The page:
Vitamin D Blood Test: What You Should Know
A vitamin D blood test can measure the specific level of 25-hydroxyvitamin D in your blood. These can be used to give insight to your vitamin D levels and will be able to tell if your levels are stable or showing abnormal signs. Here is what you should know about the test:
Why You May Need a Vitamin D Blood Test:
Your healthcare provider may ask you to have your vitamin D levels checked, either by a doctor or at home. The two main reasons why you may require this test are:
- Osteoporosis – this health disease weakens the bones, which leads to them being brittle and more prone to breaking. This can be linked to your vitamin D levels.
- You may also need a test if you have other health diseases that make your body’s ability to use vitamin D more difficult. This can include health issues such as digestive problems, kidney disease, pancreatitis etc.
It can be extremely beneficial to check your levels as a health precaution. This way you are able to tell if they may be a cause for concern.
What Are the Symptoms of Low Vitamin D?
A vitamin deficiency can give our body warning symptoms. However, the problem with this, is that the symptoms of a deficiency can easily be mistake for any other illness or health issue. This is why it can be extremely beneficial to take a test, to make sure that your symptoms are not related. Symptoms of a vitamin D deficiency are:
- Sore bones or muscles
- Weakening muscles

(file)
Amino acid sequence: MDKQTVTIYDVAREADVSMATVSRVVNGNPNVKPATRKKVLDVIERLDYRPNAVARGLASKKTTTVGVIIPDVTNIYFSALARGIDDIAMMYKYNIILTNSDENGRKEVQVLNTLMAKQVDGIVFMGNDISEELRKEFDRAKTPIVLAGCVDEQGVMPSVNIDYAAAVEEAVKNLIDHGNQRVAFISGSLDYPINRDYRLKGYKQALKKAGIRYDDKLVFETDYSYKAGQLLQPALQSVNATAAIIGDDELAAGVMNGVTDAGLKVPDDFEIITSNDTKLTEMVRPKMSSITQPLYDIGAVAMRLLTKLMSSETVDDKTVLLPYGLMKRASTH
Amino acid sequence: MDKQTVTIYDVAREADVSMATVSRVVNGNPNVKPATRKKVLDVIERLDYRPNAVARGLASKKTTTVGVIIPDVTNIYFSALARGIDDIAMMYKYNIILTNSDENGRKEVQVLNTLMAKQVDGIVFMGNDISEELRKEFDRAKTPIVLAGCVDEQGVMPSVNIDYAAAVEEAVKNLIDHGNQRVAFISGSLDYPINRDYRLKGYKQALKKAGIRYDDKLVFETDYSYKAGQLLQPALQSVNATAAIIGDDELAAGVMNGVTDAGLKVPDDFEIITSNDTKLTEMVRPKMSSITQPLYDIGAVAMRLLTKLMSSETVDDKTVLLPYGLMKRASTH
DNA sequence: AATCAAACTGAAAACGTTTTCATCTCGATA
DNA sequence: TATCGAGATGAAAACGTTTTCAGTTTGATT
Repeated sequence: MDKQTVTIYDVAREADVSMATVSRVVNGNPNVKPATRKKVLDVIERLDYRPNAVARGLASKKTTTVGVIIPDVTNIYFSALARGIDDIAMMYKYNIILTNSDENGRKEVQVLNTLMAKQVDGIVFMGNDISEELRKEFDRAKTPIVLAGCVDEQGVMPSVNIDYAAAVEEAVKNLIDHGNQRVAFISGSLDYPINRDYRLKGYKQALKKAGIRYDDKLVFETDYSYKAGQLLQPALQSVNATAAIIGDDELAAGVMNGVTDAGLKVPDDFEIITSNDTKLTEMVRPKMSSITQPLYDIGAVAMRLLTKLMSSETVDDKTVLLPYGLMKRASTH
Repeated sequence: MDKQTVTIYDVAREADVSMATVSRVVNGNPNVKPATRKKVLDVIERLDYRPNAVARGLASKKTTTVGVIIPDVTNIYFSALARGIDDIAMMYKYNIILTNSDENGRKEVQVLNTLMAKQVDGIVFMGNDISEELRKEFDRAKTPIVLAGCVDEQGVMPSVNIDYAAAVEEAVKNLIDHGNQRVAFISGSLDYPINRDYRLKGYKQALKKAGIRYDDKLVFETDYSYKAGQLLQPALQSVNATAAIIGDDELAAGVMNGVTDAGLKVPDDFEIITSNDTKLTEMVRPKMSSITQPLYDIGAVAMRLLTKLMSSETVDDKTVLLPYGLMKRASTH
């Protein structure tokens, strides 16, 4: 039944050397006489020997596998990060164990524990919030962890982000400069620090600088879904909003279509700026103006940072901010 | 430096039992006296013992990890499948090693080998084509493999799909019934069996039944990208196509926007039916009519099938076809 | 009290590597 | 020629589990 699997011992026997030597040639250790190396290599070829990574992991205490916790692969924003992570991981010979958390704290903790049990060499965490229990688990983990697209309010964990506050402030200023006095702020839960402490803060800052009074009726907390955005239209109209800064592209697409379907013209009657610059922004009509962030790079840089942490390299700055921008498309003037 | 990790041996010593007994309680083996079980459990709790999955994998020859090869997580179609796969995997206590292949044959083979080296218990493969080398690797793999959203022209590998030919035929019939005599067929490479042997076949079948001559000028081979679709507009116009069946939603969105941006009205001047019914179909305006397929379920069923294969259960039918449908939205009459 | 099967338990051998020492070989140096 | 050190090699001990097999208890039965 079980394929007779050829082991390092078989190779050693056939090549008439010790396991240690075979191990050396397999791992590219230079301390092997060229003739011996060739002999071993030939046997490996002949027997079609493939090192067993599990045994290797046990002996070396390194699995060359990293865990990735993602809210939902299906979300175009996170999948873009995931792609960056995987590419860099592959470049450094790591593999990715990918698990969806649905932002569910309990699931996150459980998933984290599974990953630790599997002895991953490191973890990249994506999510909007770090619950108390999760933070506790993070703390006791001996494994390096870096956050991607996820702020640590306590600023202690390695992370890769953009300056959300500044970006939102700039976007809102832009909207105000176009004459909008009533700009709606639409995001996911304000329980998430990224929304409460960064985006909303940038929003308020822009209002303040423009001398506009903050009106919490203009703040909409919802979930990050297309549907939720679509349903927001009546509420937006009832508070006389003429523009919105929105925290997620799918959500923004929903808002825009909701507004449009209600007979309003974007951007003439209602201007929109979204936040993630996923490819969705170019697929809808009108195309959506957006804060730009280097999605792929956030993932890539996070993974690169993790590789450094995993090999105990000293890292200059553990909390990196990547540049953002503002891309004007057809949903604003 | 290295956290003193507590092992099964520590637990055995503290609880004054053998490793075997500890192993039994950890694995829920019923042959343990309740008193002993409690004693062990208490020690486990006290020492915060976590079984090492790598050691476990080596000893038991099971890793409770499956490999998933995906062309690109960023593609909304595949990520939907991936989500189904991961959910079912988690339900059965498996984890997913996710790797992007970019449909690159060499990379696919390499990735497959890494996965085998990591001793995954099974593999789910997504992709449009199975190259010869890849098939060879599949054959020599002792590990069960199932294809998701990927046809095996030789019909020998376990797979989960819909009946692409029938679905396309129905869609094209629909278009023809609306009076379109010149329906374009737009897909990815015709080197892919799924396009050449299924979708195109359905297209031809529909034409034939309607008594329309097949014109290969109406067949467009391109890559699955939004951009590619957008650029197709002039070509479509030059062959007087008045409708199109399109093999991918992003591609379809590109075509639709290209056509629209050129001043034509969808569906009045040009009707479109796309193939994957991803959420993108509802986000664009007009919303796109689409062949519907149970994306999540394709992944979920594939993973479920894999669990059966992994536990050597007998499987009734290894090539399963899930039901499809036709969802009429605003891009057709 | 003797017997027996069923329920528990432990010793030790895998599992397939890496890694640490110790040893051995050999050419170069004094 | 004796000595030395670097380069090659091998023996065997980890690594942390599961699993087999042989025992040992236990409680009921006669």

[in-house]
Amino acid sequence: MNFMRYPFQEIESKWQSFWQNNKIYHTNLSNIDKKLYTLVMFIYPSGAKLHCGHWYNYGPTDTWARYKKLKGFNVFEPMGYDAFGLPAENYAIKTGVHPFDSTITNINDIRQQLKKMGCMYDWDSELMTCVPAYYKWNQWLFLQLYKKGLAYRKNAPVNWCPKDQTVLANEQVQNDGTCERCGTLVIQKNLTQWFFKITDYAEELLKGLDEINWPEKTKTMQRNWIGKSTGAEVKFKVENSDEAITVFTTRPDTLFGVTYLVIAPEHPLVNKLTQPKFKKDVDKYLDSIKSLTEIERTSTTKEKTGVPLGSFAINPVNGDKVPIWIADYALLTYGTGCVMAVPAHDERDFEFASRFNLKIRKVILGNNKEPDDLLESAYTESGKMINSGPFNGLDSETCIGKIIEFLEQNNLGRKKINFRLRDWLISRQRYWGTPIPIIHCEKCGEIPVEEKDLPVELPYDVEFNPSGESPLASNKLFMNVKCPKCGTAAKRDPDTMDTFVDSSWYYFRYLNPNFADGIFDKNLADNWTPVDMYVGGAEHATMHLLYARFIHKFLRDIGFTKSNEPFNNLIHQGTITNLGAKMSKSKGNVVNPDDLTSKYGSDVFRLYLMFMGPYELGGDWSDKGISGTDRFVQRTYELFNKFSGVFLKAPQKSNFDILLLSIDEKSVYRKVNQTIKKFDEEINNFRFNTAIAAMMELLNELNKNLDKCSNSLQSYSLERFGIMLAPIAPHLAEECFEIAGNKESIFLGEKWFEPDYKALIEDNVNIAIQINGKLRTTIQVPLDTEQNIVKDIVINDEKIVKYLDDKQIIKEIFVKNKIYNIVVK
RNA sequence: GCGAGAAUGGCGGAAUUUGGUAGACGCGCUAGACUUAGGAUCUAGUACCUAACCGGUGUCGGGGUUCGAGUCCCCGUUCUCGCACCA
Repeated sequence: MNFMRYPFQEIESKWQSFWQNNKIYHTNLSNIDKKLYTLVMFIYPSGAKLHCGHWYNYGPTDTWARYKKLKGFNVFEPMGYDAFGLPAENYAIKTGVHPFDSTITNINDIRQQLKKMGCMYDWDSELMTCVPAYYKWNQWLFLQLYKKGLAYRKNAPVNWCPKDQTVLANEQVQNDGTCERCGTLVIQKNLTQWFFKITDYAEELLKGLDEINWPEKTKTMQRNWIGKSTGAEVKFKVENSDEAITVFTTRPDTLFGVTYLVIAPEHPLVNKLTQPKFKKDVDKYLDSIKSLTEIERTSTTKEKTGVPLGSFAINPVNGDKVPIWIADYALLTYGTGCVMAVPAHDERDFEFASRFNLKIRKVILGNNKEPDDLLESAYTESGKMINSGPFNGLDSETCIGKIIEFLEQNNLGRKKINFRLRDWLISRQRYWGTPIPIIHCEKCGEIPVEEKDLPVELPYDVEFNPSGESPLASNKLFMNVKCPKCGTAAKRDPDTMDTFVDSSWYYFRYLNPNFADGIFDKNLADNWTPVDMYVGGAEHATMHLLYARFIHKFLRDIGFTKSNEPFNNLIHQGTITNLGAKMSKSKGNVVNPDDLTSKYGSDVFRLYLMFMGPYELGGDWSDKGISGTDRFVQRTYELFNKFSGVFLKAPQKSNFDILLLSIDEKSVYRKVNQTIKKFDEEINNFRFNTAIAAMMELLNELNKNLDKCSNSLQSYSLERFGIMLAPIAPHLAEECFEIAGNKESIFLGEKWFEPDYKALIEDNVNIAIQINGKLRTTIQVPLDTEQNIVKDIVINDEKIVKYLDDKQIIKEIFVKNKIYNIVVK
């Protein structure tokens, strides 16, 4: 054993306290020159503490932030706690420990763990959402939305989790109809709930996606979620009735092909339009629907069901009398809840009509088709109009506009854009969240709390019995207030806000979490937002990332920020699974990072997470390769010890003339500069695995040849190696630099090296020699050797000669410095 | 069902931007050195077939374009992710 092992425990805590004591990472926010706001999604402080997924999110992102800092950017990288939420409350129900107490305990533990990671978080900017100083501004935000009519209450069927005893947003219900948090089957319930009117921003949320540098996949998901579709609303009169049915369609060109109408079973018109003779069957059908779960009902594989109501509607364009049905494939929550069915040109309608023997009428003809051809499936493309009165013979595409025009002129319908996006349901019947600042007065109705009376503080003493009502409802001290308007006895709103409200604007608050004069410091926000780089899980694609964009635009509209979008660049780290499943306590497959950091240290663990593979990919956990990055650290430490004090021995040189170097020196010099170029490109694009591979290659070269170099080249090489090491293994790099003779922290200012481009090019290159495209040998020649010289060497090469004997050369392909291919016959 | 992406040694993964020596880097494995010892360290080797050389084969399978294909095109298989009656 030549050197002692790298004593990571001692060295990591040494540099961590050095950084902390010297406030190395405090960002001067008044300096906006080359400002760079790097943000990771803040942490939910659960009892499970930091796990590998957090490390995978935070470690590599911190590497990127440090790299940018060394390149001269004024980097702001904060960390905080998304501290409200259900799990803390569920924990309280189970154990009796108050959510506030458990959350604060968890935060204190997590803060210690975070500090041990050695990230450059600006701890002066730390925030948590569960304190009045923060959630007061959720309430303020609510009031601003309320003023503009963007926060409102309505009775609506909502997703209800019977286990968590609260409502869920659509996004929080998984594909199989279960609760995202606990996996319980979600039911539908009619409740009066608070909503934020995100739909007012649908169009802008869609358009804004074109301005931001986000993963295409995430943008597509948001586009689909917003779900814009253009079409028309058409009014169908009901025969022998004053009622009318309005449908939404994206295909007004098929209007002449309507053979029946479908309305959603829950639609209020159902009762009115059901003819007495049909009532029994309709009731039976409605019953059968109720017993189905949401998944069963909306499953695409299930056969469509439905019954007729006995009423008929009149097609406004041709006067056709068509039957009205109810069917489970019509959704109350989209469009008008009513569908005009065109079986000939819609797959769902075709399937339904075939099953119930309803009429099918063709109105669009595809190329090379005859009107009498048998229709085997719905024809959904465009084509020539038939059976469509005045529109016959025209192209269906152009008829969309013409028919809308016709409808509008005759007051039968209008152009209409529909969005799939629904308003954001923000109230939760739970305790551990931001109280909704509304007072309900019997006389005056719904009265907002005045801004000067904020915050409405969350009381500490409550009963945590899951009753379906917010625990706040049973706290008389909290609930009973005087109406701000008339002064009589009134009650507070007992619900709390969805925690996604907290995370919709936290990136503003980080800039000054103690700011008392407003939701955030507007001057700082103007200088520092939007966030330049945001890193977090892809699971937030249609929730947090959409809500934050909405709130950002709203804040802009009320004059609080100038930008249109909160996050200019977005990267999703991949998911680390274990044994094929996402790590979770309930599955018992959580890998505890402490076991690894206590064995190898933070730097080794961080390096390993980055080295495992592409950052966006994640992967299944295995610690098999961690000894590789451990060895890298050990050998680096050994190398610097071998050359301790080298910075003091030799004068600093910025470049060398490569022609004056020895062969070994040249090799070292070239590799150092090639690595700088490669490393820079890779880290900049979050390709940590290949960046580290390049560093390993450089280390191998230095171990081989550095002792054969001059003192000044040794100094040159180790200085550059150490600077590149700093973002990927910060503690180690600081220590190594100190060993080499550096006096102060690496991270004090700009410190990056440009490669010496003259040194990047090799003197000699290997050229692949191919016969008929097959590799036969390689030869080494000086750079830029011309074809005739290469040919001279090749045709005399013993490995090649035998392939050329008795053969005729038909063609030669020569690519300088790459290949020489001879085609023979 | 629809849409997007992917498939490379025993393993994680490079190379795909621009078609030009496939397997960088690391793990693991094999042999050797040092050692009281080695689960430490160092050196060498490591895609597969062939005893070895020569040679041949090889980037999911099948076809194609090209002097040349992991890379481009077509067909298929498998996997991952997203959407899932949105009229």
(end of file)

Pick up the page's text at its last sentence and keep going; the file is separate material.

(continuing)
- Mood swings/changes or in serious cases, depression.
Randox Health offers an at-home vitamin d blood test that is convenient and can provide results from the lab in 5 working days. Their vitamin D blood test page also provides an instructional video on how to carry out the test, to ensure the sample is collected safely and correctly.
How Do You Get Vitamin D Naturally?
- Sun – being in the sun is one of the most effective sources of vitamin D. When your body acquires this nutrient directly from the sun, it will stay in your system for twice as long
- Food – You can get vitamin D from seafood such as tuna, oysters, shrimp and sardines. Mushrooms, egg yolks, cow’s milk, orange juice and tofu are also all sources of vitamin D that you can add to your diet.
- Supplements – You can take a supplement of vitamin D if you feel you lack it from food or the sun. It is important to only take supplements of this nutrient if they have been tested and are safe to consume.
Vitamin D blood tests are extremely beneficial in finding out whether or not we lack the nutrient. Lacking in Vitamin D can lead to flu-like symptoms, change in mood and bone issues. Now the testing process has never been easier by being able to test yourself at home and then send the results over to a lab.